Wildlife Crime

This week I visited the Born Free Foundation in Horsham, ahead of a House of Commons debate I've called on international wildlife crime.

The charity, which campaigns to stop wild animal suffering and protect threatened species, is run by Will Travers, whose parents starred in the famous film ‘Born Free'.

Our debate will be held ahead of an international conference to be hosted by the Government next week.  Its aim is to secure action to conserve endangered species by ending the global criminal trade of their parts.

The UN estimates that wildlife crime is the third most lucrative illegal trade after narcotics and human trafficking, worth a staggering $19 billion a year.

The conference will focus on protecting three of the most extraordinary animals on our planet, elephants, tigers and rhinos, all of which have seen catastrophic declines in numbers. 

In 1979, there were estimated to be 1.3 million wild elephants in Africa.  Now there are fewer than 400,000.  Three of the nine known species of tiger became extinct during the 1980s and there may be just 3,400 left in the wild.  Around 1,000 rhinos were killed illegally in South Africa last year, up from just 13 in 2007.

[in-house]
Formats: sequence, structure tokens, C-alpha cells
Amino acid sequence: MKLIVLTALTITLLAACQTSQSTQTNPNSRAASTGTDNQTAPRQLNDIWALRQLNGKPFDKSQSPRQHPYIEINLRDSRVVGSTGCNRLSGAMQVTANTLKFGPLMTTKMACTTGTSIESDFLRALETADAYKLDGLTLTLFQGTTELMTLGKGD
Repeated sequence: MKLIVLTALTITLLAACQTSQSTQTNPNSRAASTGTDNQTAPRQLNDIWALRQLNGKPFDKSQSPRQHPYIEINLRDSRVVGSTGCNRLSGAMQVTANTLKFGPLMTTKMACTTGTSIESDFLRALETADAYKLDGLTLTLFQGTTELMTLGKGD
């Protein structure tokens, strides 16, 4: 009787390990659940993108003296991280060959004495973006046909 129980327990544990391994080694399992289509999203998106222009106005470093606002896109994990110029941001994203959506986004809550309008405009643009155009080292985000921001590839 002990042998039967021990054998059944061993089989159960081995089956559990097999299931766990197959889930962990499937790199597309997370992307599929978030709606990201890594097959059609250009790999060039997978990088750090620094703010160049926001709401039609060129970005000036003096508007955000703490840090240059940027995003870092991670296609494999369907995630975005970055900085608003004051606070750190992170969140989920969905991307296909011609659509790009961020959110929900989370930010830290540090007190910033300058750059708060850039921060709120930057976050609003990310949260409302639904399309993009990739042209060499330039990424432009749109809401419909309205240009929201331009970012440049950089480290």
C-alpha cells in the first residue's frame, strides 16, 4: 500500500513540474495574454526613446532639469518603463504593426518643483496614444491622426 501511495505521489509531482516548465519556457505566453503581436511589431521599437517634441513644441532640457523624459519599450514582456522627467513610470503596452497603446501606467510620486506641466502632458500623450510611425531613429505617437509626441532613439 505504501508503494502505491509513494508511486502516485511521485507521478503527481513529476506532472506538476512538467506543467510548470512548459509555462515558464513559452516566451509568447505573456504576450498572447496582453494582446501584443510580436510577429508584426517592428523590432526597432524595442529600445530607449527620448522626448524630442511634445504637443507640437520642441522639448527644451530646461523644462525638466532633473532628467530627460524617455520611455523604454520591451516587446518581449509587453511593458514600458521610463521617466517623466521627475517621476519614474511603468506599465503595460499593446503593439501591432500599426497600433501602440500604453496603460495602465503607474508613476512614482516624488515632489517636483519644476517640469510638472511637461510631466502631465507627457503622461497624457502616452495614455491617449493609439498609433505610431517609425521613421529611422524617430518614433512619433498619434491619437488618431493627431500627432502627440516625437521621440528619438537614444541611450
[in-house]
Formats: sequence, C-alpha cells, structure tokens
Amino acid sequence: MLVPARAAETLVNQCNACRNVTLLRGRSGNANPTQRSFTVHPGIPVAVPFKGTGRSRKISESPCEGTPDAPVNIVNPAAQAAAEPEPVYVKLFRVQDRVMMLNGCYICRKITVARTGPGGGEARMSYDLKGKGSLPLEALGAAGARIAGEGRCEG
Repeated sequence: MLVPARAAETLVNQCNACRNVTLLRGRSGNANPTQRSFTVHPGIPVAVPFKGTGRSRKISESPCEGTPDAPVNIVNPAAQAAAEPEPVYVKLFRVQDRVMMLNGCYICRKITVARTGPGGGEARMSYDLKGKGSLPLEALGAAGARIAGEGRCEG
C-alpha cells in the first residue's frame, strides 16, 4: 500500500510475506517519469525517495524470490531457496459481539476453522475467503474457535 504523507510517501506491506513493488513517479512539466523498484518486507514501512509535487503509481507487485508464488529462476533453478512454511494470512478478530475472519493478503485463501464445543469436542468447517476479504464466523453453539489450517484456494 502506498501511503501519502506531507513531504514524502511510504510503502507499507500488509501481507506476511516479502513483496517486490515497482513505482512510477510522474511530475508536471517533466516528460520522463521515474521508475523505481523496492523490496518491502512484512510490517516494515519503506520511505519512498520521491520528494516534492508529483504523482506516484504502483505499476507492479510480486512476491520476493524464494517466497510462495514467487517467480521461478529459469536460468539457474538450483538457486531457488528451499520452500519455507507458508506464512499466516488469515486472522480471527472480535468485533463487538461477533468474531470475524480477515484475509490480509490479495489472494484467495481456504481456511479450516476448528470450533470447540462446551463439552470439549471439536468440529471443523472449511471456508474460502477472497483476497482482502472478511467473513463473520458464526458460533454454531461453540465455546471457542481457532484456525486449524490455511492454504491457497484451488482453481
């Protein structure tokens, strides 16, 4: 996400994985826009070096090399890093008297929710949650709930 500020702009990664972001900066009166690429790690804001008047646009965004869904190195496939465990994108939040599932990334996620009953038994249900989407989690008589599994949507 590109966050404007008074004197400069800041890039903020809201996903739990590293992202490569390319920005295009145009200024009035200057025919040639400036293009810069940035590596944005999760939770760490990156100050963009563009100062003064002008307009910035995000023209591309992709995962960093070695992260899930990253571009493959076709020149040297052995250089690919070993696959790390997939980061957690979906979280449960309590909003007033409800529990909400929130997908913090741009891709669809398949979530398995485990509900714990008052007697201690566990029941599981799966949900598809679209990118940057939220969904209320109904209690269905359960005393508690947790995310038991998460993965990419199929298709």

The illegal trade has other serious effects.  As William Hague warned this week, evidence is emerging that the illegal ivory trade is funding terrorism and conflict in Africa.

So both policing and conservation measures are vital.  But they will not be enough.

The surge in killings is being driven, in part, by a spike in demand for traditional medicine.  Powdered rhino horn is worth $100,000 per kilo on the black market, more than gold or platinum.

Eradicating that demand, so that people understand that these products have no medicinal value, is essential.

In 2009 I warned that we needed to choke the demand for "blood ivory", not stoke it through misguided sales of ivory stockpiles.

When sales have gone ahead, poaching has only increased.  That lesson must be learned.  Last month, the Chinese Government took a lead by publicly destroying 6 tonnes of ivory, rather than selling it.  A similar ivory crush will be held in London on Monday.

I will never forget visiting the Kaziranga National Park in northern India and hearing the electrifying roar of a tiger.  It would be a tragedy if magnificent animals like these were lost from the wild.  Next week's conference offers a real chance prevent that happening.

Christopher N Howarth